The rematch was a good one, and by day’s end, that crawl along the bottom of ESPN telecasts about the Houston Cougars' being 28-year bowl losers had changed to past tense.
“That bugged me to keep seeing that,” Houston coach Kevin Sumlin said.
Blowing scoring chances inside the 5-yard line bugged Sumlin, too, but a Cougars defense few knew existed skillfully decoded the Air Force triple option.
Houston (8-5) made a final six-minute stand after Air Force (8-5) narrowed the gap to three points, winning the sixth Bell Helicopter Armed Forces Bowl 34-28 Wednesday at Amon G. Carter Stadium before a bowl-record crowd of 41,127.
UH ended an eight-bowl losing streak stretched over 28 years, a “legacy,” as Sumlin called it, for a senior class that inherited a new coaching staff after Art Briles’ departure to Baylor.
“They’re the group that ended it,” Sumlin said. “They can come back to games with pride. They played that way.” UH avenged September’s 31-28 loss to Air Force, a game Hurricane Ike banished from Houston to Dallas. Since then, Air Force has changed starting quarterbacks — senior Shea Smith to freshman Tim Jefferson. UH has made about 11 personnel changes due to injuries or performance.
“That’s a whole different team,” Sumlin said, echoing his mantra since learning he’d face Air Force again.
Different this time were some game-saving stops by Houston’s defense, none bigger than Air Force’s four-and-out with 2:34 remaining. Trailing by six, the Falcons had 3:18 to drive 64 yards.
They gained 2 on fullback Jared Tew’s first carry, and Jefferson followed with three incompletions. UH linebacker Cody Lubojasky batted away the fourth-down attempt.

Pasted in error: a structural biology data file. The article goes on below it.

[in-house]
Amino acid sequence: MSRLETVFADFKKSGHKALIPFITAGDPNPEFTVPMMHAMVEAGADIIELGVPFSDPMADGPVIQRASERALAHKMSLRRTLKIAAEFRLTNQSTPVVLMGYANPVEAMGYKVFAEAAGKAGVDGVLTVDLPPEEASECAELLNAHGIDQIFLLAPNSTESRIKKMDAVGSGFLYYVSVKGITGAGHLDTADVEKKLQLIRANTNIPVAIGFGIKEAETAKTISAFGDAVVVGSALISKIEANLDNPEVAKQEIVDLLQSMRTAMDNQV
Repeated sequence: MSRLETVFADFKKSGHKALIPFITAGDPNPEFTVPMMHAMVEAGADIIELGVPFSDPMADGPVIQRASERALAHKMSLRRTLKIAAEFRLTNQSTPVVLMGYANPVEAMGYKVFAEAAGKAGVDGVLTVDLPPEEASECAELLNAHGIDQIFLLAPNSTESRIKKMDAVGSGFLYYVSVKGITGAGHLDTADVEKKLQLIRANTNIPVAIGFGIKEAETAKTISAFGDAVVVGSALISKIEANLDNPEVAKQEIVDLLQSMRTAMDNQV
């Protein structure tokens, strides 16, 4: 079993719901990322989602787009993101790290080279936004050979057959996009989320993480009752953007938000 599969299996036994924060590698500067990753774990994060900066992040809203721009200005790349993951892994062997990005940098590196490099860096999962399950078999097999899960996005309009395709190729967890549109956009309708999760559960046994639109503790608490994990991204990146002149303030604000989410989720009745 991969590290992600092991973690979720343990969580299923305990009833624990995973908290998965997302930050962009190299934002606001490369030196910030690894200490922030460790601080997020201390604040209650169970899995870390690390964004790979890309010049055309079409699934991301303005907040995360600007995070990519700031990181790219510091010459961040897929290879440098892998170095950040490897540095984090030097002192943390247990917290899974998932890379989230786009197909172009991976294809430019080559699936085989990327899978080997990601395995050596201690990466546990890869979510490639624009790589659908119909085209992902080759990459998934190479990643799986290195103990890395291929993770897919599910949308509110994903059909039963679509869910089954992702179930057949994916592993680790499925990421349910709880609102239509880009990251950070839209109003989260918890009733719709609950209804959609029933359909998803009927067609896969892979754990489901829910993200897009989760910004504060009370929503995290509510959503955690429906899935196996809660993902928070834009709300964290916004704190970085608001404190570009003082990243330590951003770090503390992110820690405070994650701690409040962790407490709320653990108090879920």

“You’re down six and really in a position to win the game,” Air Force coach Troy Calhoun said. “You can’t rush it and come out of what you’ve been doing. We’ve got to get to that point where we perform at a different level in those situations.”
All things considered, the youth-heavy Falcons didn’t perform badly, holding UH quarterback Case Keenum to a season-low 252 yards passing. Keenum, the Bowl Subdivision’s leading passer (397 yards per game), still ran for two scores. Air Force did well checking UH receivers after the catch.
Mostly, it couldn’t check UH running back Bryce Beall, Keenum’s safety valve who ran for 135 yards and had four catches for 92 yards. Beall’s only scoring run put UH ahead 7-0 early.
Both offenses cranked up early, with Tew and Keenum trading short TD runs for a 14-7 UH lead. Two drives later, UH drove to the Air Force 1 after defensive end Phillip Hunt of Fort Worth Dunbar recovered a Falcons fumble.
That UH drive, resulting in a field goal for 17-7, ended with Beall getting stopped near the goal line on three short runs and Keenum unable to find receiver Mark Hafner in the end zone.
Jefferson’s keeper and a later 44-yard field goal by Ryan Harrison tied the game at 17-17. Harrison, from Keller, missed twice in the first half, from 28 and 55 yards — though he had to re-try from the latter distance after Houston’s last-second “ice” timeout negated a good kick.
“Every chance you have to get points, you’ve got to convert,” Calhoun said. “Especially on that [shorter] part of the field, it’s got to be at least three.”
Twice more in the game, UH drove inside Air Force’s 5 but didn’t score. First, Sumlin took the blame for UH running out the first half’s last eight seconds as Beall took a pass and was tackled at the Air Force 1.
Then in the third quarter, Beall appeared to score before losing the ball, but a replay-reversal ruled he fumbled over the goal line, giving Air Force the ball at its 20.
At this point, UH made a critical defensive stop. Trailing 24-20 after Keenum’s second TD run and another Harrison field goal, Air Force couldn’t capitalize on Beall’s turnover. Hunt’s sack of Jefferson on third-and-long — Hunt’s 34th of his career to set a new UH mark — ended the Falcons’ threat.
Keenum answered with a 13-yard TD pass to Andre Kohn for a 31-20 lead before Air Force’s Tew (149 yards) injected late drama with his second score.